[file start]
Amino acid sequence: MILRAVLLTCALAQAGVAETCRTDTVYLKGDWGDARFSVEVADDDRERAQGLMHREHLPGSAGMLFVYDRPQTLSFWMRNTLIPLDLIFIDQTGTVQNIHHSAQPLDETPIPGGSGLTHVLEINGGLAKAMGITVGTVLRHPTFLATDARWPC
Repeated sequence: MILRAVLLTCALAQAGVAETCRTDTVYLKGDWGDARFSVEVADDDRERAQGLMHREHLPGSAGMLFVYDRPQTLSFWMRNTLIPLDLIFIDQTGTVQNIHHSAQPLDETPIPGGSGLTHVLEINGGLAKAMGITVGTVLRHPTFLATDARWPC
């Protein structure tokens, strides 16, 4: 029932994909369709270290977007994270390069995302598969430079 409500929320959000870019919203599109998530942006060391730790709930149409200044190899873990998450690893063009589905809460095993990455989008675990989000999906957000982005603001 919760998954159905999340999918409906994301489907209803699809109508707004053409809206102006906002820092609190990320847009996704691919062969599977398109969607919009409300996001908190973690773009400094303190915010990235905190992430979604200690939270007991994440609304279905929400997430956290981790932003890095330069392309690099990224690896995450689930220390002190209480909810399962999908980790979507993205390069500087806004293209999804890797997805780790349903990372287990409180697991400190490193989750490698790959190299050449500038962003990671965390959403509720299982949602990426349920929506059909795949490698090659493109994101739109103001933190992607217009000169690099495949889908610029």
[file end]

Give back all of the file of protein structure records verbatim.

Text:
Amino acid sequence: MILRAVLLTCALAQAGVAETCRTDTVYLKGDWGDARFSVEVADDDRERAQGLMHREHLPGSAGMLFVYDRPQTLSFWMRNTLIPLDLIFIDQTGTVQNIHHSAQPLDETPIPGGSGLTHVLEINGGLAKAMGITVGTVLRHPTFLATDARWPC
Repeated sequence: MILRAVLLTCALAQAGVAETCRTDTVYLKGDWGDARFSVEVADDDRERAQGLMHREHLPGSAGMLFVYDRPQTLSFWMRNTLIPLDLIFIDQTGTVQNIHHSAQPLDETPIPGGSGLTHVLEINGGLAKAMGITVGTVLRHPTFLATDARWPC
């Protein structure tokens, strides 16, 4: 029932994909369709270290977007994270390069995302598969430079 409500929320959000870019919203599109998530942006060391730790709930149409200044190899873990998450690893063009589905809460095993990455989008675990989000999906957000982005603001 919760998954159905999340999918409906994301489907209803699809109508707004053409809206102006906002820092609190990320847009996704691919062969599977398109969607919009409300996001908190973690773009400094303190915010990235905190992430979604200690939270007991994440609304279905929400997430956290981790932003890095330069392309690099990224690896995450689930220390002190209480909810399962999908980790979507993205390069500087806004293209999804890797997805780790349903990372287990409180697991400190490193989750490698790959190299050449500038962003990671965390959403509720299982949602990426349920929506059909795949490698090659493109994101739109103001933190992607217009000169690099495949889908610029």